Understanding a Child’s Needs: Part 2

Posted: October 27, 2010 in needs

We’ve all seen it. Mom is in the line at the grocery store with her kid at her side. The kid sees a glorious, shining bag of M&M’s on the shelf and immediately grabs it in hopes of a delicious pre-dinner snack. Mom denies him of his deepest desire at that moment and ignites a series of cries, rants, speeches about unfairness, etc. The child does everything he can to control the outcome of the situation, but to no avail. The M&M’s remain in their proper place on the shelf.

Two weeks ago we talked about understanding the needs of a child. There are five general needs every child has: structure, nurture, challenge, engagement, and playfulness. But no matter how great of a parent or youth worker you are, there will always be a need or two that go unmet. When a need goes unmet, fear begins to creep in, and the child employs control strategies to compensate. It’s not too much unlike the situation in the grocery store. Although the child didn’t need the M&M’s, he felt that he needed them, and when he couldn’t have them, he employed his own control strategies to compensate.

This obviously affects the middle school student frequently as changes in his or her body start to create conflict with his or her environment. Many parents and youth workers don’t know how to meet the unique needs of a 6th-8th grade student, and as a result, those students try to control their environment with one of these strategies to reduce their fear and anxiety.

As presented by Kevin Rohrer, here are the four control strategies a child could employ when a need goes unmet:

First, there is aggressive control. One word to describe this strategy is fight. The kid will try to create predictable outcomes by leading his own life instead of the parents leading. This could result in temper tantrums or outbursts after being told “no.” Kevin noted that these kids could struggle to make or keep friends because he or she is too bossy.

Second, there is withdrawn control. One word to describe this strategy is flight. With this strategy, the child “attempts to reduce fear/anxiety by refusing to engage in anything he/she cannot predict an outcome for.” This child might avoid unknown situations, taking healthy risks, affection, and attempts to make friends. She might spend too much time alone as well.

Third, there is perfectionist control. One word to describe this strategy is performance. A child who employs this strategy will try to make things perfect or “just right.” Kevin said, “The child may experience extreme reactions to the failures, mistakes, accidents, and disappointments of self and/or others,” and they may struggle with lying.

Fourth, there is attention-needy control. One word to describe this strategy is approval. The child will attempt to control how others relate to him or her. This could be the “class clown” or the one who struggles with really clingy or needy behavior.

What control strategy did you use the most as a child? There might still be glimpses of it in your life now. The reason I ask this is because you can better understand your child or the students with whom you have relationship because of similar responses. I can look back and see very clearly that I employed the perfectionist control strategy throughout my teenage years. I wanted to make sure that nobody was disappointed in me, so I tried my hardest in every arena of life – academics, sports, music, etc. But when I fell short of being perfect, I’d try to fake it so people would still like me. This is hard to admit, but it’s important to understand so I can more effectively recognize these control strategies in my students.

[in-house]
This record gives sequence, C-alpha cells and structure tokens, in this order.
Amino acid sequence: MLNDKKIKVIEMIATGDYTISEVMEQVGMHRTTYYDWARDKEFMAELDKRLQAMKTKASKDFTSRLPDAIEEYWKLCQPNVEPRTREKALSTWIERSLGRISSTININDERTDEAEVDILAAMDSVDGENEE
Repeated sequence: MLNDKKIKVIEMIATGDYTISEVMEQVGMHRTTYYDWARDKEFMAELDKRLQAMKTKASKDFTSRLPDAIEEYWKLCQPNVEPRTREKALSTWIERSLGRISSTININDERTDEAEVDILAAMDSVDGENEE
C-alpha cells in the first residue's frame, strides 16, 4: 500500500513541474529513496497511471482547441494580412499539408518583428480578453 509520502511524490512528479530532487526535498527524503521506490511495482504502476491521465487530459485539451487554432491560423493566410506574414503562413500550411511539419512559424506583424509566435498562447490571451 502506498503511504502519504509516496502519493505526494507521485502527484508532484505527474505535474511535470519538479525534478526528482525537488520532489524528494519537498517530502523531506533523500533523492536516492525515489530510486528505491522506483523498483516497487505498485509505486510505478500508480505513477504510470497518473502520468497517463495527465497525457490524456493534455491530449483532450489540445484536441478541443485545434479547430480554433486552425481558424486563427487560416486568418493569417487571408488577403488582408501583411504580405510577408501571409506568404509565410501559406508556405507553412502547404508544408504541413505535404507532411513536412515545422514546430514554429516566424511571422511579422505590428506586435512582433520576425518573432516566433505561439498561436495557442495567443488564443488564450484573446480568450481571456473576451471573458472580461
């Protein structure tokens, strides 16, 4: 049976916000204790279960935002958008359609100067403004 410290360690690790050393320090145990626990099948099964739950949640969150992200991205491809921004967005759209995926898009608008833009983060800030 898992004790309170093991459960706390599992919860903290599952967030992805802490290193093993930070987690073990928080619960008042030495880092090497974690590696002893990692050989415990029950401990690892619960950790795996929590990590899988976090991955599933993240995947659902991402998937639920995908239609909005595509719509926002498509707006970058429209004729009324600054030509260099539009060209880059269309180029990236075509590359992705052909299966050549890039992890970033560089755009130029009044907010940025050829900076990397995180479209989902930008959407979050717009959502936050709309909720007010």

The important thing to remember here is that there is GRACE for youth workers, parents, and students alike. We may guilt ourselves into thinking we’re terrible leaders because we see a control strategy being employed by our students as a result of their needs going unmet. But please remember, there are NO perfect parents or youth workers. There will be needs that go unmet. Read the entire Bible and you’ll see example after example of children whose needs go unmet by their parents all the time. Think of Joseph and the abandonment he must have felt after being sold into slavery by his brothers. Think of Absalom and the aggressive control he employed when some kind of needs when unmet by his father David.

The key here is understanding what those control strategies are, and when we see them, figuring out what need might be going unmet. The only way this will be possible is if adults engage in relationship with the child and know them deeply. This is why our middle school ministry will never be an entertainment-focused program that is all about the big show every week. I’d rather focus on the relationships between students and leaders so that our kids can be known and loved.

 Have you seen any control strategies being employed by the teenagers in your influence? How have you handled them?

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Comments
  1. Leona Strait says:

    This information about the control strategies is such good information! I also used a perfectionist control strategy as a teenager….and if I’m being honest, still do sometimes. These strategies really resonate with what I have seen with many middle schoolers. It sure gives me a more helpful context from which to interpret their behavior. Thanks, David!

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